Auburn, Alabama—Expiration dates are posted on all packaged and/or processed food items found in the grocery store. However, fruits and vegetables are left for us to wonder if they are safe or not to eat. This can cause confusion when trying to remember how long certain produce items will stay fresh and where they can be stored.
What are the beginning signs of an unsafe fruit or vegetable? Regional Extension Agent Janet Johnson said bruises or signs of wilting are the first signs of spoilage. The bad or wilted part can be removed and the fruit or vegetable may still be safe to eat. However, this all depends on the fruit or vegetable but if a slimy or foul odor is present, throw it away.
Many fruits and vegetables should be stored at room temperature and can generally last for several days. Others require refrigeration and vary on shelf life.
“Common fruits that must be stored in the refrigerator include berries, grapes and plums, and they should be washed only before consumption,” Johnson said. “Fruits like apples, bananas, peaches, and pears should be ripened at room temperature and then stored in the refrigerator.”
Produce expiration dates:
The expiration dates, or shelf life, for vegetables vary but generally follow the following guidelines. Broccoli, Brussels sprouts, green onions, lima beans, peas, yellow squash, carrots, beets, and turnips will only last about 5 days. Cabbage, cauliflower, celery, cucumbers, eggplant, green beans, peppers and whole tomatoes can usually last slightly longer, or about one week. Let tomatoes ripen at room temperature. Lettuce, spinach and leafy greens should be washed, drained and stored for about 5 days. Citrus fruits, carrots, beets and turnips can last about 2 weeks.
Some vegetables can be stored at room temperature but should be kept in a slightly cooler area, like 50 to 60 degrees, and should be loosely wrapped and kept in a dark location. These items include onions, potatoes, rutabagas, butternut or spaghetti squash.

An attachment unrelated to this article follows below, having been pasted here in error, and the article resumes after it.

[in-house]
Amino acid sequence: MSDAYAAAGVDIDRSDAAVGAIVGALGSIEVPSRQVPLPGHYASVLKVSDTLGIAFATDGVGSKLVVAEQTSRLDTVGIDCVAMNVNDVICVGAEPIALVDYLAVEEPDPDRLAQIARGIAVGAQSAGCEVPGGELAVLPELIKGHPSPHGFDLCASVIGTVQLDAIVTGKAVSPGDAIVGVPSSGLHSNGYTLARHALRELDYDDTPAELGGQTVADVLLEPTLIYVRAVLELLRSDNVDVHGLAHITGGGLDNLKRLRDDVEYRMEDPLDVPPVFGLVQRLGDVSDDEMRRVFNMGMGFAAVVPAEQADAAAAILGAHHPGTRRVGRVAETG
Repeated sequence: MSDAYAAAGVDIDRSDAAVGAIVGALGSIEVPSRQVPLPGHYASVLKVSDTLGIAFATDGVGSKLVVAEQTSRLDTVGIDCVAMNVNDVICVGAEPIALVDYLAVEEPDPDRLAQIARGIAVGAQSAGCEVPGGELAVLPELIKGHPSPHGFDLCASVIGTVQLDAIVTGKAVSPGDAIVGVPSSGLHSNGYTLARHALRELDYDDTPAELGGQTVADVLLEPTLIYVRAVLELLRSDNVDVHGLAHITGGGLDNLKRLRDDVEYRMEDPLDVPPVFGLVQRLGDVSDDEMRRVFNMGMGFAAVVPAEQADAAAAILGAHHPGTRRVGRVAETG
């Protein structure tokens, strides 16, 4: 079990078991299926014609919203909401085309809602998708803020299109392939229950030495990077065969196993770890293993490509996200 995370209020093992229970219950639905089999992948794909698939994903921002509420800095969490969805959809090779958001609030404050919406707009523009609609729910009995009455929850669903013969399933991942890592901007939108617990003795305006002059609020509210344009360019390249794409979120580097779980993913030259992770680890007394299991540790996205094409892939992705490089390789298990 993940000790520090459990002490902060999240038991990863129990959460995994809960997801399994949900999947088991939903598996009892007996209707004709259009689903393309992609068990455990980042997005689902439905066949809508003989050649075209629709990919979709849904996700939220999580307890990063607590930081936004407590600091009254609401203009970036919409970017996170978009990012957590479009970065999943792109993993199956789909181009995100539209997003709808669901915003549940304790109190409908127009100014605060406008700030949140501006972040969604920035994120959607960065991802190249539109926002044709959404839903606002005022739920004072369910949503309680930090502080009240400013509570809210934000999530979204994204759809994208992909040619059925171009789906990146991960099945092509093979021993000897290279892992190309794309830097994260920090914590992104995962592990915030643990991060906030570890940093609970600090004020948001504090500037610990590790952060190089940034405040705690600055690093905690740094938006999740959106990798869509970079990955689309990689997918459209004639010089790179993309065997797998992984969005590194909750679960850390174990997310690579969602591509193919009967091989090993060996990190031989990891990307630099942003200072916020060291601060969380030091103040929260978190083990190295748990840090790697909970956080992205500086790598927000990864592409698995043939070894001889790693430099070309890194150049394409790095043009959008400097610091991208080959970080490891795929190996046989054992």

Determining if a fruit is ripe and ready to consume can often be difficult. Of course it depends on the type of fruit, but generally the color, texture, or firmness of the fruit can determine when ripe.
Some fresh fruits and vegetables can be stored in the freezer, with proper preparation.
“Vegetables high in water content, such as lettuce, do not freeze well,” Johnson said. “Other vegetables should be blanched (boiled for a short time to stop enzymatic activity), cooled and drained before freezing.”
Don’t wash blueberries before freezing. Most fruits should be frozen in syrup to help retain the texture.
How strict should you follow the dates and sign of expiration? Don’t consume processed foods beyond the dates on packaged and/or processed foods.. The only exceptions are based on whether or not the food can be frozen. This will extend the food’s shelf life. Expiration dates do not apply to fresh fruits and vegetables since proper or improper storage strongly affects how long produce will last.
Fruit and vegetable quality is not based on a date. Proper storage conditions determine the length of shelf life. If improperly stored, most items will not last as long.
Don’t eat produce that has visible mold. Instead throw away the entire fruit or vegetable.
For more information about understanding date labeling on prepackaged foods, contact your county Extension office.